In the series of stories that comprise The Thousand and One Nights, Scheherazade tells tales of mystical creatures from beyond the veil. These creatures are djinn, and they are staples of Arab and Persian folklore and legend. Often called “genies” by the Western world, the djinn can take on many forms, and appear in a variety of sizes and shapes. Typically, they are associated with the element of fire.
Stephen Wagner, our About.com Guide to the Paranormal, says that in the Muslim world, djinn were believed to be created of “fire without smoke,” according to the Quran.
According to the legends, djinn are usually fairly hostile, and don’t take well to being bossed around by humans. However, in some stories, a magician may take control of a djinn – but be warned, a djinn who feels betrayed won’t hesitate to exact revenge! Even a djinn who appears to be friendly and accommodating is still unpredictable at times.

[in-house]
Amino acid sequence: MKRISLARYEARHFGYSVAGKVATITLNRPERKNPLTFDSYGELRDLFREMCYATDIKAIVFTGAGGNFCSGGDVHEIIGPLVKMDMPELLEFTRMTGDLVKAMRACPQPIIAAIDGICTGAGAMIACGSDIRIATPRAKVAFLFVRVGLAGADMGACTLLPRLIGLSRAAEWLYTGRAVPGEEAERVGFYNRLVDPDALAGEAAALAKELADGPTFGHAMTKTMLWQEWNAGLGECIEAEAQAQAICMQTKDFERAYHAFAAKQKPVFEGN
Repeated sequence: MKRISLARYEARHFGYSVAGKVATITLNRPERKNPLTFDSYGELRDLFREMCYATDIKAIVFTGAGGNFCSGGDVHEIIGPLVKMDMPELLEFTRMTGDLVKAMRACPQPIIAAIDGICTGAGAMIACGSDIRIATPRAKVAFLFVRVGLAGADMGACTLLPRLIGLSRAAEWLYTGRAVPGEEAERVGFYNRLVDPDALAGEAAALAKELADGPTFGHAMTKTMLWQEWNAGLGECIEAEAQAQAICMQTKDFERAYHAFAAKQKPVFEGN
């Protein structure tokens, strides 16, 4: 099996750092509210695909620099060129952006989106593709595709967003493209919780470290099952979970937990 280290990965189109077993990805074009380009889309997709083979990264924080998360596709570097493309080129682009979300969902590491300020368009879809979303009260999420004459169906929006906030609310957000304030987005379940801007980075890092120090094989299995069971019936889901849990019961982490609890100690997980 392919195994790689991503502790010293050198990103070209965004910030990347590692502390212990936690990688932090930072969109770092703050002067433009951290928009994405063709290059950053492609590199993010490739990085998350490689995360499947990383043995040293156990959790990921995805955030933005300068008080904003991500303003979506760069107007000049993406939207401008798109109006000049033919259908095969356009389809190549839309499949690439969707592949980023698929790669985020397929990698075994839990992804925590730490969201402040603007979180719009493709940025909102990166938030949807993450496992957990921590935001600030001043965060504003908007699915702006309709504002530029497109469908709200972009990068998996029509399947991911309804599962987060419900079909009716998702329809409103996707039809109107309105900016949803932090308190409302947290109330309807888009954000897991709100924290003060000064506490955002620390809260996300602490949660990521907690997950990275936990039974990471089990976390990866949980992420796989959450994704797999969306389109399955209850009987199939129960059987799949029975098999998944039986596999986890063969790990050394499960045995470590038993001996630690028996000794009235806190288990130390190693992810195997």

In Brill’s First Encyclopedia of Islam 1913 – 1936, the djinn are described as “intelligent, imperceptible, capable of appearing under different forms, and of carrying out heavy labors.” Like many magical beings, the djinn have evolved over time – in early, pre-Islamic Arabia, they were “the nymphs and satyrs of the desert.” It was only later, during the early Islamic period, that they became known as demonic and evil.
Also called “jinn,” these creatures appear in a number of Arabic and Persian tales and legends. The most famous of these – to Westerners, at least – is probably the story of Aladdin and his magic lamp, which imprisoned a powerful djinn, or genie. In some traditions, the djinn appears as a familiar that a magician controls, rather than a separate, sentient being.